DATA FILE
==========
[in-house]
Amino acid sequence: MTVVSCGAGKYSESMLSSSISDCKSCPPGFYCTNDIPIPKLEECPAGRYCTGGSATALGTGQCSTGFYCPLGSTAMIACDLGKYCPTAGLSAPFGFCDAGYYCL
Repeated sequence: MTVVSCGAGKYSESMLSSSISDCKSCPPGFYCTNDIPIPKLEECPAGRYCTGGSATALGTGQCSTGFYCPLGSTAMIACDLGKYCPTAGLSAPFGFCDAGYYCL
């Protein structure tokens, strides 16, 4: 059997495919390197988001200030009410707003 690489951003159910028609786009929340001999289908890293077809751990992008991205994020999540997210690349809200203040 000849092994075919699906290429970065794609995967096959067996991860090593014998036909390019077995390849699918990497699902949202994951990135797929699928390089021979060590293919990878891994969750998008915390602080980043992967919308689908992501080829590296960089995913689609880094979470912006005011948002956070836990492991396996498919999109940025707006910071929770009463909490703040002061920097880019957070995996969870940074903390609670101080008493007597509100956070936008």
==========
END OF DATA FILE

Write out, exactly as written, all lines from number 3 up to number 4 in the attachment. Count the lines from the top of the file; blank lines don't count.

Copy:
Repeated sequence: MTVVSCGAGKYSESMLSSSISDCKSCPPGFYCTNDIPIPKLEECPAGRYCTGGSATALGTGQCSTGFYCPLGSTAMIACDLGKYCPTAGLSAPFGFCDAGYYCL
């Protein structure tokens, strides 16, 4: 059997495919390197988001200030009410707003 690489951003159910028609786009929340001999289908890293077809751990992008991205994020999540997210690349809200203040 000849092994075919699906290429970065794609995967096959067996991860090593014998036909390019077995390849699918990497699902949202994951990135797929699928390089021979060590293919990878891994969750998008915390602080980043992967919308689908992501080829590296960089995913689609880094979470912006005011948002956070836990492991396996498919999109940025707006910071929770009463909490703040002061920097880019957070995996969870940074903390609670101080008493007597509100956070936008």